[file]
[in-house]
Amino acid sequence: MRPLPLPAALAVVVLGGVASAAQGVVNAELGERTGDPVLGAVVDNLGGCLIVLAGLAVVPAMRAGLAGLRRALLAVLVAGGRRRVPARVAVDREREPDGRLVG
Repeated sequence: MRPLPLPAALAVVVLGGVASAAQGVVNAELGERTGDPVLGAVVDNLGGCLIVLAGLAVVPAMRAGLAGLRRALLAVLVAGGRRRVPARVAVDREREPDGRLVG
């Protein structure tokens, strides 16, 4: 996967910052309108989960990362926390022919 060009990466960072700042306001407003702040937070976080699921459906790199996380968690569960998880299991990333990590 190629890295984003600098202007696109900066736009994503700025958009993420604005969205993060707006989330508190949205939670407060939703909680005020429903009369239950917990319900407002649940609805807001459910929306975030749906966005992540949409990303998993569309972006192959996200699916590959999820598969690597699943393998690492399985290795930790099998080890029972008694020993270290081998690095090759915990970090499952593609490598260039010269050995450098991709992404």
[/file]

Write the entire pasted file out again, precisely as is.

[in-house]
Amino acid sequence: MRPLPLPAALAVVVLGGVASAAQGVVNAELGERTGDPVLGAVVDNLGGCLIVLAGLAVVPAMRAGLAGLRRALLAVLVAGGRRRVPARVAVDREREPDGRLVG
Repeated sequence: MRPLPLPAALAVVVLGGVASAAQGVVNAELGERTGDPVLGAVVDNLGGCLIVLAGLAVVPAMRAGLAGLRRALLAVLVAGGRRRVPARVAVDREREPDGRLVG
């Protein structure tokens, strides 16, 4: 996967910052309108989960990362926390022919 060009990466960072700042306001407003702040937070976080699921459906790199996380968690569960998880299991990333990590 190629890295984003600098202007696109900066736009994503700025958009993420604005969205993060707006989330508190949205939670407060939703909680005020429903009369239950917990319900407002649940609805807001459910929306975030749906966005992540949409990303998993569309972006192959996200699916590959999820598969690597699943393998690492399985290795930790099998080890029972008694020993270290081998690095090759915990970090499952593609490598260039010269050995450098991709992404």